Donald Trump has threatened to deprive the US post office of money needed for postal voting in November’s presidential race, in a move set to undermine a system that will play a larger than usual role in the election.
With Republicans and Democrats still at loggerheads over a Covid-19 stimulus package, Mr Trump warned that he would not agree to any legislation that provided money to facilitate postal voting.
The US Postal Service needs the funding to tackle the big increase in postal voting expected due to the pandemic. “They need that money in order to make the post office work, so it can take all of these millions and millions of ballots,” Mr Trump told the Fox Business channel on Thursday.
“If we don’t make a deal, that means they don’t get the money. That means they can’t have universal mail-in voting, they just can’t have it.”
Mr Trump has in recent months railed about postal voting, which he has claimed without evidence is “riddled by fraud”. He currently trails Joe Biden, the Democratic candidate, in national and swing-state polls.
Nancy Pelosi, the Democratic Speaker of the House of Representatives, spoke to Steven Mnuchin, the Treasury secretary who is leading talks for the administration, for the first time in five days on Wednesday. But they failed to make any progress on a stimulus package with each side blaming the other for the stalemate.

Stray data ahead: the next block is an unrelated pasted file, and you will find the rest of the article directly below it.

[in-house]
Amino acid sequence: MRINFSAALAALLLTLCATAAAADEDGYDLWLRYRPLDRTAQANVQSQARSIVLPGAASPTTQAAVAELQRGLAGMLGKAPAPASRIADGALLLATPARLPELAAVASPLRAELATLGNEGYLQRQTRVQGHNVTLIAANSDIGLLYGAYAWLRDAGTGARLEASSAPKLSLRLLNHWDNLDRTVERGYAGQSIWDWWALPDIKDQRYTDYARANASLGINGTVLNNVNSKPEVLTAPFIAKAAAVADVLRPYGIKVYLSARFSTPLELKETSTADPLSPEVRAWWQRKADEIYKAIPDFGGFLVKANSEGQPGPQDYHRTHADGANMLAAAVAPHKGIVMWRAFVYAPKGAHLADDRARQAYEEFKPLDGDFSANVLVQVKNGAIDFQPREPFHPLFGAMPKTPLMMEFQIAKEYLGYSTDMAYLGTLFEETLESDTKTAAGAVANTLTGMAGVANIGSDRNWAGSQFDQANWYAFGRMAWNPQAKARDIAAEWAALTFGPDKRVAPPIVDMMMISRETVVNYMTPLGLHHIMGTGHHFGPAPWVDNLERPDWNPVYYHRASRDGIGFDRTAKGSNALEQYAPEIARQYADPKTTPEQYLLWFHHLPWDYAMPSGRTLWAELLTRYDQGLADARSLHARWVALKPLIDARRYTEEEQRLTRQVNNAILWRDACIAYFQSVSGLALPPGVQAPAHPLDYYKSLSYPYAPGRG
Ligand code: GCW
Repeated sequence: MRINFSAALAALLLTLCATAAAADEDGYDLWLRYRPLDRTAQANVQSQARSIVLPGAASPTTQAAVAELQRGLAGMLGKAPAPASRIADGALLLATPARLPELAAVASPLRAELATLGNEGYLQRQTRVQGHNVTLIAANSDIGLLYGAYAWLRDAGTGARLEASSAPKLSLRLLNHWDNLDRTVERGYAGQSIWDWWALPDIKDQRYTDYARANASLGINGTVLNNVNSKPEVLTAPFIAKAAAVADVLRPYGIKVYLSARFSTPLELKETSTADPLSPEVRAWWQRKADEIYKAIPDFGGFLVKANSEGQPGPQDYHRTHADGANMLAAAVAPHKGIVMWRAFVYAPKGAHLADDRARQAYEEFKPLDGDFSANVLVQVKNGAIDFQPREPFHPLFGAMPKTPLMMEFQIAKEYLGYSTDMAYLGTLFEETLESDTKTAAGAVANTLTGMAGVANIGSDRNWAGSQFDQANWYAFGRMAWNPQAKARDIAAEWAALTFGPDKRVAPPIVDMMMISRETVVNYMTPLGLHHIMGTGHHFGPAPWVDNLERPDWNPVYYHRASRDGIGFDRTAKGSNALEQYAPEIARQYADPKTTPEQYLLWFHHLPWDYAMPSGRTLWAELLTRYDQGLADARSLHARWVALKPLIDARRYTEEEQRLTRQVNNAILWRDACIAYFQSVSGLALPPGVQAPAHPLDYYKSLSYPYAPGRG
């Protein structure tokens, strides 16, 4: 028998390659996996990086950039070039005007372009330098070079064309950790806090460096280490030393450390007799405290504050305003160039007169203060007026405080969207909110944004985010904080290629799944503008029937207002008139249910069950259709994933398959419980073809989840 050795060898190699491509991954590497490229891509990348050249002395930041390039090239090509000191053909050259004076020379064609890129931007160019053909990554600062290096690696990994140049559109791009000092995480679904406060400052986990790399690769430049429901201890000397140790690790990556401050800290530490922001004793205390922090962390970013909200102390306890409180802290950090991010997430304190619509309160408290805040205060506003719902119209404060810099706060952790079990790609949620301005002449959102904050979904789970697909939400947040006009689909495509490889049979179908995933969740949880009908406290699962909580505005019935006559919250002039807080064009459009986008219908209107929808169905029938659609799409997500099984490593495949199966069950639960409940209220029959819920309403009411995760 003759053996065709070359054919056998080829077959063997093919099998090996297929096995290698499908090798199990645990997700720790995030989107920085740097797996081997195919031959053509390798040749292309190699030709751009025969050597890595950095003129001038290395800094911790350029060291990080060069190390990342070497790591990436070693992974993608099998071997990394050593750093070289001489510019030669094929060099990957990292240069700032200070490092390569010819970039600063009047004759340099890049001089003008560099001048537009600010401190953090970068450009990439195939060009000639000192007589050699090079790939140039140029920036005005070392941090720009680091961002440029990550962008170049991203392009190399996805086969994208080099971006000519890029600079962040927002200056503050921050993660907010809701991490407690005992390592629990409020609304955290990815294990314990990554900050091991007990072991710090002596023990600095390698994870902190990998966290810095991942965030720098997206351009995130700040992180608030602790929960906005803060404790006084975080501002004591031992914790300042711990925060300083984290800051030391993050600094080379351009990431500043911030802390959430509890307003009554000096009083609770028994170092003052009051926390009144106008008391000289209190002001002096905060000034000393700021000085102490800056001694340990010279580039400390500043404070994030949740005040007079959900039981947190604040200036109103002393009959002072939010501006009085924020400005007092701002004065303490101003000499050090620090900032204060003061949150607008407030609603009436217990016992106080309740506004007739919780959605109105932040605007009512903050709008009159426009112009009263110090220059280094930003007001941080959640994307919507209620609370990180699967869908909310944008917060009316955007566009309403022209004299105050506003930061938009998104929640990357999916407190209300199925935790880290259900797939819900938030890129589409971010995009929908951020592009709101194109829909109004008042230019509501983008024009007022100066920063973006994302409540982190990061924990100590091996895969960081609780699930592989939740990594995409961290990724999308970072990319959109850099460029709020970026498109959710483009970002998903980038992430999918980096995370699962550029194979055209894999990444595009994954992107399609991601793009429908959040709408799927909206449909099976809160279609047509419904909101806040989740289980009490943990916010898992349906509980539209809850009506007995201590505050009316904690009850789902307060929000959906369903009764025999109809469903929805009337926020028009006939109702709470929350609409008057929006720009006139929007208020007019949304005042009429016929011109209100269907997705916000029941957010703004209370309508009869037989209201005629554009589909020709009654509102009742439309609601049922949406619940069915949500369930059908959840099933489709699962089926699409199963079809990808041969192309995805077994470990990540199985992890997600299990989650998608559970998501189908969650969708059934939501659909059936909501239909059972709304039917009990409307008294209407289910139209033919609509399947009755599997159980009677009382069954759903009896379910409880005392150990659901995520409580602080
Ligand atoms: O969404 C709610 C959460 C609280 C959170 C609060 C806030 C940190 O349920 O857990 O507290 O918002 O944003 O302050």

Democrats have accused Mr Trump of trying to sabotage the November election by blocking $3.5bn for postal voting, plus $25bn for the US Postal Service included in their proposal at the request of the office’s board of governors.
“Trump admitted this morning that he is sabotaging the USPS to stop people from voting safely by mail during a deadly pandemic,” Hillary Clinton, who lost the 2016 election to Mr Trump, tweeted on Thursday.
Democrats have also pointed out that the heavily indebted post office provides critical services, such as delivering prescription drugs to US veterans.
“When the president goes after the postal service, he’s going after an all-American, highly approved-by-the-public institution,” Ms Pelosi said on MSNBC television on Thursday.
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Larry Kudlow, the top White House economic official, on Thursday told the business news channel CNBC: “So much of the Democratic asks are really liberal left wishlists . . . you know, voting rights and aid to aliens and so forth. That’s not our game, and the president can’t accept that kind of deal.”
Mr Biden this week slammed Mr Trump for not being personally involved in stimulus negotiations. “Instead of doing the hard work of meeting face to face with congressional leaders, Democrats and Republicans . . . Donald Trump is on the golf course,” he said.
The back and forth recriminations come as the White House and Democrats struggle to breach an almost $2.5tn gap in proposals. The Democratic-controlled House earlier this year passed a $3.5tn rescue plan, but Republicans want to limit the stimulus package to $1tn.
Mr Trump at the weekend signed several executive orders that would partly renew federal unemployment benefits that expired last month. He also said he would suspend the payroll tax, which is paid by both employers and employees, and used to fund welfare programmes such as social security.